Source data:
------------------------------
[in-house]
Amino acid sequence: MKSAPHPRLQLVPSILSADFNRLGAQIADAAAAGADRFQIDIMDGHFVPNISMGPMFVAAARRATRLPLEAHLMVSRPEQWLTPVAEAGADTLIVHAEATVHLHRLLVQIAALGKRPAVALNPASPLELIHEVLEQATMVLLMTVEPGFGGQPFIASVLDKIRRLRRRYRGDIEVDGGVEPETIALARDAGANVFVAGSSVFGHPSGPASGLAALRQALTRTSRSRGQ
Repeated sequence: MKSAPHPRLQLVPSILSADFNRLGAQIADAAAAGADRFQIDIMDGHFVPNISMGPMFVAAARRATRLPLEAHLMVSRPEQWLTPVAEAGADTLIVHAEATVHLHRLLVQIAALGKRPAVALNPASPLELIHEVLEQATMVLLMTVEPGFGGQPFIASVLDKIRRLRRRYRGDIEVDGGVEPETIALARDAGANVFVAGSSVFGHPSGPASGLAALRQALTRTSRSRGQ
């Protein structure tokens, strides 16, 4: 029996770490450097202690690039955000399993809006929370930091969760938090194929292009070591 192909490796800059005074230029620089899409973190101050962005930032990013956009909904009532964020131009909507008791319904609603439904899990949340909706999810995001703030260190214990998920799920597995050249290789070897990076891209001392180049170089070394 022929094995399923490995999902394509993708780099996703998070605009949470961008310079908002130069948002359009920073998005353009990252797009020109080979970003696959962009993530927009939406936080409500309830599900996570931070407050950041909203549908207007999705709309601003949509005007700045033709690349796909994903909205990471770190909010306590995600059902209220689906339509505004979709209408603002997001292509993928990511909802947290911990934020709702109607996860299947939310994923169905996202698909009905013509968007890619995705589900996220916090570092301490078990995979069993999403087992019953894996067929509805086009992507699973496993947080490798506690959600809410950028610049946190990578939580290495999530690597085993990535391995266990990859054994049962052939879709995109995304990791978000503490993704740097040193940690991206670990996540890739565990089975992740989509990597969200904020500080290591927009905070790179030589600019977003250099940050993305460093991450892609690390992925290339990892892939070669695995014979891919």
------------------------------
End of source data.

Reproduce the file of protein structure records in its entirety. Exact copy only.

[in-house]
Amino acid sequence: MKSAPHPRLQLVPSILSADFNRLGAQIADAAAAGADRFQIDIMDGHFVPNISMGPMFVAAARRATRLPLEAHLMVSRPEQWLTPVAEAGADTLIVHAEATVHLHRLLVQIAALGKRPAVALNPASPLELIHEVLEQATMVLLMTVEPGFGGQPFIASVLDKIRRLRRRYRGDIEVDGGVEPETIALARDAGANVFVAGSSVFGHPSGPASGLAALRQALTRTSRSRGQ
Repeated sequence: MKSAPHPRLQLVPSILSADFNRLGAQIADAAAAGADRFQIDIMDGHFVPNISMGPMFVAAARRATRLPLEAHLMVSRPEQWLTPVAEAGADTLIVHAEATVHLHRLLVQIAALGKRPAVALNPASPLELIHEVLEQATMVLLMTVEPGFGGQPFIASVLDKIRRLRRRYRGDIEVDGGVEPETIALARDAGANVFVAGSSVFGHPSGPASGLAALRQALTRTSRSRGQ
């Protein structure tokens, strides 16, 4: 029996770490450097202690690039955000399993809006929370930091969760938090194929292009070591 192909490796800059005074230029620089899409973190101050962005930032990013956009909904009532964020131009909507008791319904609603439904899990949340909706999810995001703030260190214990998920799920597995050249290789070897990076891209001392180049170089070394 022929094995399923490995999902394509993708780099996703998070605009949470961008310079908002130069948002359009920073998005353009990252797009020109080979970003696959962009993530927009939406936080409500309830599900996570931070407050950041909203549908207007999705709309601003949509005007700045033709690349796909994903909205990471770190909010306590995600059902209220689906339509505004979709209408603002997001292509993928990511909802947290911990934020709702109607996860299947939310994923169905996202698909009905013509968007890619995705589900996220916090570092301490078990995979069993999403087992019953894996067929509805086009992507699973496993947080490798506690959600809410950028610049946190990578939580290495999530690597085993990535391995266990990859054994049962052939879709995109995304990791978000503490993704740097040193940690991206670990996540890739565990089975992740989509990597969200904020500080290591927009905070790179030589600019977003250099940050993305460093991450892609690390992925290339990892892939070669695995014979891919």